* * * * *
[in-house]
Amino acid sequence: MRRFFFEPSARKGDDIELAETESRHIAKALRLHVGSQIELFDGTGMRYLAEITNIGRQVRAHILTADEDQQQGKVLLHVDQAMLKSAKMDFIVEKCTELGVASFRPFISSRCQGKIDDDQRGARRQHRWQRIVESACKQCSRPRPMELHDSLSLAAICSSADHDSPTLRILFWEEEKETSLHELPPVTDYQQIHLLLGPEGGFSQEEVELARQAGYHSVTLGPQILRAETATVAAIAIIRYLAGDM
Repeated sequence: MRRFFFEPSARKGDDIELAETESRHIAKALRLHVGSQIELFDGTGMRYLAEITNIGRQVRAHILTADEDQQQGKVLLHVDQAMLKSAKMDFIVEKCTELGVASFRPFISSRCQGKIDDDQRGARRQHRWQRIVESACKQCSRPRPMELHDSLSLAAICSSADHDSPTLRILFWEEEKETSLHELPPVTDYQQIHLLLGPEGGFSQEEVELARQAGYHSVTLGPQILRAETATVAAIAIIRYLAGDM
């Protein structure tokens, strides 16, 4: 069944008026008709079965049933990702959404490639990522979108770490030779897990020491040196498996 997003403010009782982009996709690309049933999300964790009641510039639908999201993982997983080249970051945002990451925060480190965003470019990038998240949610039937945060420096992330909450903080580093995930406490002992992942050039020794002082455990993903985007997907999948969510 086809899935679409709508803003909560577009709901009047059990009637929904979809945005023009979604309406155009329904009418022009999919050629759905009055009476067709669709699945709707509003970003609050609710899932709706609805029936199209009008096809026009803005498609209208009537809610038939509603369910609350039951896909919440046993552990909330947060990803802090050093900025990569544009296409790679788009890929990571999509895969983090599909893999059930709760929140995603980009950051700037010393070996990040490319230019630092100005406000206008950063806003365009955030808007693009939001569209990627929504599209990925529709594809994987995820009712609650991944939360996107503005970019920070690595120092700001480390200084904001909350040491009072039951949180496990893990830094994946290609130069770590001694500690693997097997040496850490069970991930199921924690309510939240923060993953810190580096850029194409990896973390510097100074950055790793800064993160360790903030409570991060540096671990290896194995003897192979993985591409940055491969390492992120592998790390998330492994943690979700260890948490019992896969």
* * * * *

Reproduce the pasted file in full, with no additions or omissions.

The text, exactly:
[in-house]
Amino acid sequence: MRRFFFEPSARKGDDIELAETESRHIAKALRLHVGSQIELFDGTGMRYLAEITNIGRQVRAHILTADEDQQQGKVLLHVDQAMLKSAKMDFIVEKCTELGVASFRPFISSRCQGKIDDDQRGARRQHRWQRIVESACKQCSRPRPMELHDSLSLAAICSSADHDSPTLRILFWEEEKETSLHELPPVTDYQQIHLLLGPEGGFSQEEVELARQAGYHSVTLGPQILRAETATVAAIAIIRYLAGDM
Repeated sequence: MRRFFFEPSARKGDDIELAETESRHIAKALRLHVGSQIELFDGTGMRYLAEITNIGRQVRAHILTADEDQQQGKVLLHVDQAMLKSAKMDFIVEKCTELGVASFRPFISSRCQGKIDDDQRGARRQHRWQRIVESACKQCSRPRPMELHDSLSLAAICSSADHDSPTLRILFWEEEKETSLHELPPVTDYQQIHLLLGPEGGFSQEEVELARQAGYHSVTLGPQILRAETATVAAIAIIRYLAGDM
């Protein structure tokens, strides 16, 4: 069944008026008709079965049933990702959404490639990522979108770490030779897990020491040196498996 997003403010009782982009996709690309049933999300964790009641510039639908999201993982997983080249970051945002990451925060480190965003470019990038998240949610039937945060420096992330909450903080580093995930406490002992992942050039020794002082455990993903985007997907999948969510 086809899935679409709508803003909560577009709901009047059990009637929904979809945005023009979604309406155009329904009418022009999919050629759905009055009476067709669709699945709707509003970003609050609710899932709706609805029936199209009008096809026009803005498609209208009537809610038939509603369910609350039951896909919440046993552990909330947060990803802090050093900025990569544009296409790679788009890929990571999509895969983090599909893999059930709760929140995603980009950051700037010393070996990040490319230019630092100005406000206008950063806003365009955030808007693009939001569209990627929504599209990925529709594809994987995820009712609650991944939360996107503005970019920070690595120092700001480390200084904001909350040491009072039951949180496990893990830094994946290609130069770590001694500690693997097997040496850490069970991930199921924690309510939240923060993953810190580096850029194409990896973390510097100074950055790793800064993160360790903030409570991060540096671990290896194995003897192979993985591409940055491969390492992120592998790390998330492994943690979700260890948490019992896969």